5. Houston: With Case Keenum back, the Cougars jump back into the rankings. This team was lost without him last year. Now that he has returned, expect the offense to be high-powered again. If the defense improves, Houston could make some noise.
6. San Diego State: The Aztecs lost coach Brady Hoke and their top receivers in Vincent Brown and DeMarco Sampson. But Ronnie Hillman, Ryan Lindley and Miles Burris return in the highly competitive Mountain West.
7. Air Force: The Falcons could be a dark horse contender in the Mountain West with Tim Jefferson returning at quarterback.
8. UCF: Just because the Knights ended the season ranked in the top 25 doesn't mean they will start the season there. UCF has question marks, though the return of quarterback Jeff Godfrey makes the Knights the favorite to repeat as C-USA East champs.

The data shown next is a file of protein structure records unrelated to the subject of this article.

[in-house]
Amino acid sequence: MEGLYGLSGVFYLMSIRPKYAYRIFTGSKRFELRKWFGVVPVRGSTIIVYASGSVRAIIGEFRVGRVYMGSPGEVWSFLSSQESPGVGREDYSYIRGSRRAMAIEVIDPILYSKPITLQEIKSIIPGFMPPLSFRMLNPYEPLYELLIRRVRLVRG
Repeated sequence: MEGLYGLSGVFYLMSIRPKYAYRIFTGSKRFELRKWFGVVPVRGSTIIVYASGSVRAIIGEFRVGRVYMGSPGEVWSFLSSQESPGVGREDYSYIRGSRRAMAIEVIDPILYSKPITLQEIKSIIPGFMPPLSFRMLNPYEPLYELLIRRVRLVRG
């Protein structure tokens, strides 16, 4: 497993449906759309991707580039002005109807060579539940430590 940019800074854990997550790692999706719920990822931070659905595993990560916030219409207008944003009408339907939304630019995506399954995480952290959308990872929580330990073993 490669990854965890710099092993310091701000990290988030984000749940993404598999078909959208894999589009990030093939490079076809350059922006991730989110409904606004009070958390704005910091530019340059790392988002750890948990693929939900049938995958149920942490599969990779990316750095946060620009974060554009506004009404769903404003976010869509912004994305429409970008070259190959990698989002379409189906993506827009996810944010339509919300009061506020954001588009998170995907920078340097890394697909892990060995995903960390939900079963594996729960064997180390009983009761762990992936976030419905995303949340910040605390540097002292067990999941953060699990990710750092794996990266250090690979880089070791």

9. Hawaii: The WAC is open, and though Hawaii loses a lot of starters, including Greg Salas and Kealoha Pilares, it is the only team of the top three that returns a starting quarterback.
10. Northern Illinois: The Huskies replace Miami (Ohio) in my rankings thanks to the return of Chandler Harnish and the performance of the running backs in the spring game. Miami's continued quarterback derby gives me pause.